- "Import a tree from an existing file." This option allows using an existing a Family Tree Maker file created on a Windows system or from another installation of Family Tree Maker for Macintosh or from a GEDCOM file created on any computer.
- "Download a tree from Ancestry."
I chose the second option: "Import a tree from an existing file" as I already had a GEDCOM file containing information about more than 3,000 people. The import process required about 30 seconds and listed two errors upon completion. One error said "unrecognized birth year: EITHER 1899 OR 1900" and was caused because the program that generated the GEDCOM file allows that format for dates while Family Tree Maker for Mac does not. The second error was caused by my typo error: "18Z49" is not a valid year. My error. I obviously hit the wrong key when entering a date in the previous program but it was not flagged as an error by that program.
Family Tree Maker for Macintosh also displayed a notice that "Even though some place names match a spelling in the place authority, all places are flagged as 'unrecognized' until you run 'Resolve All Place Names' from the 'Tools' menu." In other words, Family Tree Maker insists on verifying every place name in the database. That strikes me as a good idea although I also later found it to be a tedious process.
Family Tree Maker then offered to automatically search Ancestry.com for information about the people in my family tree. If relevant records are found, a leaf icon will appear that will allow me to view and save related records found on the online service. I accepted the offer to compare my database with that of Ancestry.com.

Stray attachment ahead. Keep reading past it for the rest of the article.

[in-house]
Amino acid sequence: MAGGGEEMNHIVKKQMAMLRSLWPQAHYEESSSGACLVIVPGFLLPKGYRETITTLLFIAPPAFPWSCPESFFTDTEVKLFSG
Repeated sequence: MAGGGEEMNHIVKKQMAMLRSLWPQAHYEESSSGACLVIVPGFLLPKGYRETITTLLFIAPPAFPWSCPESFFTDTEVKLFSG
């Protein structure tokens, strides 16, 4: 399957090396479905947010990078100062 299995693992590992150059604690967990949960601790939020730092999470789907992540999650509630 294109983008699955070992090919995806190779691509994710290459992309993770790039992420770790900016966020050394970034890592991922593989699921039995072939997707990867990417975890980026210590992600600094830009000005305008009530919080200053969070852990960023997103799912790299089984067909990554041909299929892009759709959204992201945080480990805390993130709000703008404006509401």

At first, nothing appeared to be happening. However, glancing at the lights on my cable modem did show that data was being transferred back and forth online. Soon, new items appeared on the screen, such as "2 Ancestry hints found" and similar messages. There were a lot of them!
Clicking on a hint displays more information, such as the following example:
When searching Ancestry, results are presented as separate rows that can be selected. When you click on a row, the facts associated with the selected row are displayed in the right side of the lower pane, ready to be merged.
You can merge the facts into your tree by clicking the Merge button. Along with the facts, Family Tree Maker links source information to each fact. If the record has an associated image, such as a census image, it is linked to the source and merged into the Media Collection.
The very first suggested match turned out to be a winner although perhaps not exactly what the software developers envisioned. It provided a "match" for my mother's name only the so-called "match" was for a Canadian border crossing made five years before my mother was born. Admittedly, my mother was born in Maine, only a few miles from the Canadian border, but she certainly didn't cross the border five years before her birth! In fact, the crossing record turned out to be for her aunt, the woman for whom she was named!
The woman's married name was the same as my mother's maiden name. This was a record for my great-aunt. I had never seen that record before. I hadn't previously thought about searching for a border crossing record. Even though the match was for the wrong person, it turned out to be a valuable find.